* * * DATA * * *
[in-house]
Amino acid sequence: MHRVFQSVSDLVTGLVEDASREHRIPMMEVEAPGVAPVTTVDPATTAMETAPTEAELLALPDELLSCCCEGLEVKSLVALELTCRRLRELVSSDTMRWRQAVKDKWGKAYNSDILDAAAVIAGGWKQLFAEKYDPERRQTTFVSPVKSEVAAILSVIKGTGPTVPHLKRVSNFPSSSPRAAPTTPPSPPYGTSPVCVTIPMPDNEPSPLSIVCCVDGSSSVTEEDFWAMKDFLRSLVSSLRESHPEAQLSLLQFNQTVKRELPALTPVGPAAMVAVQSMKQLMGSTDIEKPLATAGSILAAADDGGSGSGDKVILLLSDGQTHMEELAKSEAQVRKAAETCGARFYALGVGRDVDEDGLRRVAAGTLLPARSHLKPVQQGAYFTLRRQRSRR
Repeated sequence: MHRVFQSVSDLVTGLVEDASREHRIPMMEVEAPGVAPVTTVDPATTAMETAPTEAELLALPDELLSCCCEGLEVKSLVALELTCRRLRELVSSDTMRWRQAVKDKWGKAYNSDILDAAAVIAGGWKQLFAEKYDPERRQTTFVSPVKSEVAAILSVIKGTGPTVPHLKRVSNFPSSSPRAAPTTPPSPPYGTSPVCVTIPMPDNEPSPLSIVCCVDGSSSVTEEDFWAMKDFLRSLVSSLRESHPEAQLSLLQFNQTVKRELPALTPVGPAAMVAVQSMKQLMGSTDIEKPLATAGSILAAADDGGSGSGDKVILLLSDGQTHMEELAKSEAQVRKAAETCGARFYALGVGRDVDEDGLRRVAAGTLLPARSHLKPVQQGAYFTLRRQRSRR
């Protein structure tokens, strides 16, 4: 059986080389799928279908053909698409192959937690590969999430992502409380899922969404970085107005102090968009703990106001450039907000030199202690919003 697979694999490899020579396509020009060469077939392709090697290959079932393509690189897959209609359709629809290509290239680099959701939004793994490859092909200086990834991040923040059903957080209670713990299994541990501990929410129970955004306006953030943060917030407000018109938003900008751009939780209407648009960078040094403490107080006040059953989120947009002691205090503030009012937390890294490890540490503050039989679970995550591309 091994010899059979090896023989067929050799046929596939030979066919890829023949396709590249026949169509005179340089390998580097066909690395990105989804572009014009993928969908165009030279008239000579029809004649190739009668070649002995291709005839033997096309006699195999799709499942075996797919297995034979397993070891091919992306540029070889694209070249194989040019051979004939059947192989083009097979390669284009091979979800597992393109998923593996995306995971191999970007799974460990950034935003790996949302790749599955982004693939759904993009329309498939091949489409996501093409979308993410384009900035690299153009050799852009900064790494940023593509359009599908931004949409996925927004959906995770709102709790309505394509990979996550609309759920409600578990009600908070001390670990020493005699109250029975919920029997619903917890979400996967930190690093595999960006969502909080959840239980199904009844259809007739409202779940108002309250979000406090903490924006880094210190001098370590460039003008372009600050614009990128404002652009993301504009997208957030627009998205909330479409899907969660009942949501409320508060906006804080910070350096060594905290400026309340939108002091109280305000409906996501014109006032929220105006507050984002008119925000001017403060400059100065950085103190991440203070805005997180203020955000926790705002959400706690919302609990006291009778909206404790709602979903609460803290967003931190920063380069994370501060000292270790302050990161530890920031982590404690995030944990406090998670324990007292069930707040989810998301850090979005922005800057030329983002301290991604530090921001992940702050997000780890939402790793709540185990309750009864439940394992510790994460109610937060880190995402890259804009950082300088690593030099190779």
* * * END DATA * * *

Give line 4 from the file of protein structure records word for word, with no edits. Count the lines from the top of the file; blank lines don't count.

């Protein structure tokens, strides 16, 4: 059986080389799928279908053909698409192959937690590969999430992502409380899922969404970085107005102090968009703990106001450039907000030199202690919003 697979694999490899020579396509020009060469077939392709090697290959079932393509690189897959209609359709629809290509290239680099959701939004793994490859092909200086990834991040923040059903957080209670713990299994541990501990929410129970955004306006953030943060917030407000018109938003900008751009939780209407648009960078040094403490107080006040059953989120947009002691205090503030009012937390890294490890540490503050039989679970995550591309 091994010899059979090896023989067929050799046929596939030979066919890829023949396709590249026949169509005179340089390998580097066909690395990105989804572009014009993928969908165009030279008239000579029809004649190739009668070649002995291709005839033997096309006699195999799709499942075996797919297995034979397993070891091919992306540029070889694209070249194989040019051979004939059947192989083009097979390669284009091979979800597992393109998923593996995306995971191999970007799974460990950034935003790996949302790749599955982004693939759904993009329309498939091949489409996501093409979308993410384009900035690299153009050799852009900064790494940023593509359009599908931004949409996925927004959906995770709102709790309505394509990979996550609309759920409600578990009600908070001390670990020493005699109250029975919920029997619903917890979400996967930190690093595999960006969502909080959840239980199904009844259809007739409202779940108002309250979000406090903490924006880094210190001098370590460039003008372009600050614009990128404002652009993301504009997208957030627009998205909330479409899907969660009942949501409320508060906006804080910070350096060594905290400026309340939108002091109280305000409906996501014109006032929220105006507050984002008119925000001017403060400059100065950085103190991440203070805005997180203020955000926790705002959400706690919302609990006291009778909206404790709602979903609460803290967003931190920063380069994370501060000292270790302050990161530890920031982590404690995030944990406090998670324990007292069930707040989810998301850090979005922005800057030329983002301290991604530090921001992940702050997000780890939402790793709540185990309750009864439940394992510790994460109610937060880190995402890259804009950082300088690593030099190779």